Book Review #27


I had heard good things about this book, and it had been recommended to me, so I was definitely looking forward to it. Unfortunately, it did not meet my expectations. My main problem with the book was the characterization and character development. In this story, Patroclus is stripped off the status as a great warrior he dons in Homer’s Iliad, and becomes a shadow who will often dwindle in self-pity. He can’t fight, and he won’t even try to learn. And by the time the book ends, not much has changed in him in comparison to the time he befriended Achilles as a child, at the beginning.

The love story between Achilles and Patroclus did not have a foundation solid enough for me to become emotionally involved. Patroclus does not understand why does Achilles come to love him so much, so fast. Neither did I. Their story seemed like something out of a fairytale: beautiful on the surface, but lacking in substance, in actual development. The same could be said about Achilles himself. Some things I did enjoy, though. Odysseus was fantastic. Some of the imagery was very interesting. I understand this is a re-imagining of the myth, but it was unfortunately not one I could enjoy. I wish I would have liked it.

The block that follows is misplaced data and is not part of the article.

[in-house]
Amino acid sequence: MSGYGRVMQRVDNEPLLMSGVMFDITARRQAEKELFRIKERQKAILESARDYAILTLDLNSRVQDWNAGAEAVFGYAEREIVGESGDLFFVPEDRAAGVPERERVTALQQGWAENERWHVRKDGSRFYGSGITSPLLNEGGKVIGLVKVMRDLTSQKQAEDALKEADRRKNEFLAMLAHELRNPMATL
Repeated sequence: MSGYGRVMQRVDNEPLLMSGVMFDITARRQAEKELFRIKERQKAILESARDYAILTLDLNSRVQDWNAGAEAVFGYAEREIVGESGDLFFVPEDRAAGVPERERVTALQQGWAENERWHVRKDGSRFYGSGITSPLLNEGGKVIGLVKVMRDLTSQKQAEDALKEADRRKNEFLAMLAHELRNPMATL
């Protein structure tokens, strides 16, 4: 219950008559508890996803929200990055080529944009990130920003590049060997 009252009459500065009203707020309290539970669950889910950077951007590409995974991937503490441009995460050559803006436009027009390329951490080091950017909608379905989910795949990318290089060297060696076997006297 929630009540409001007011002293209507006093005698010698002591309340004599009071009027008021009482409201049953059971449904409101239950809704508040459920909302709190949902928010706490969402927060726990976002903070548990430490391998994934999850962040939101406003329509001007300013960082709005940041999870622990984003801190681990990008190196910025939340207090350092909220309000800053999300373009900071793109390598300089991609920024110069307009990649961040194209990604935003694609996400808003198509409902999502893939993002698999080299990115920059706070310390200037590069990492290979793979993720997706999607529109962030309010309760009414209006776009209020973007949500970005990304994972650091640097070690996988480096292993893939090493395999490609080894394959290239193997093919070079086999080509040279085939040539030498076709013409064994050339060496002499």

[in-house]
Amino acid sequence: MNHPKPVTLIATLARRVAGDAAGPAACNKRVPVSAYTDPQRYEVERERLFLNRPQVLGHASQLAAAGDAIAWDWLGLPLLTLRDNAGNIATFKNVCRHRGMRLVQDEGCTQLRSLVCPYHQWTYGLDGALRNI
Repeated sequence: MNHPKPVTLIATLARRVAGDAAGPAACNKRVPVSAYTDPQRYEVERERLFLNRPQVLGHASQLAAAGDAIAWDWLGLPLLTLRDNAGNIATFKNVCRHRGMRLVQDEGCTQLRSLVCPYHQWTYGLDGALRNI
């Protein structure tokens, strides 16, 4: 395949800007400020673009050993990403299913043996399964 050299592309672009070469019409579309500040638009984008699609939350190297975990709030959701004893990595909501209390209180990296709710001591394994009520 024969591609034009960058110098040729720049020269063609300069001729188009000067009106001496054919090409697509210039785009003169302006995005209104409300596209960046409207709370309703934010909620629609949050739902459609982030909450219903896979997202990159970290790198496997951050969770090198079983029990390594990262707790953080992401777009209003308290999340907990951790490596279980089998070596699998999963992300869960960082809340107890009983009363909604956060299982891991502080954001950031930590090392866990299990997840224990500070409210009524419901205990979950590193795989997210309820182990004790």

Overall, I’d recommend this to anyone who already knows and loves “The Iliad”.

My rating: 📖📖📖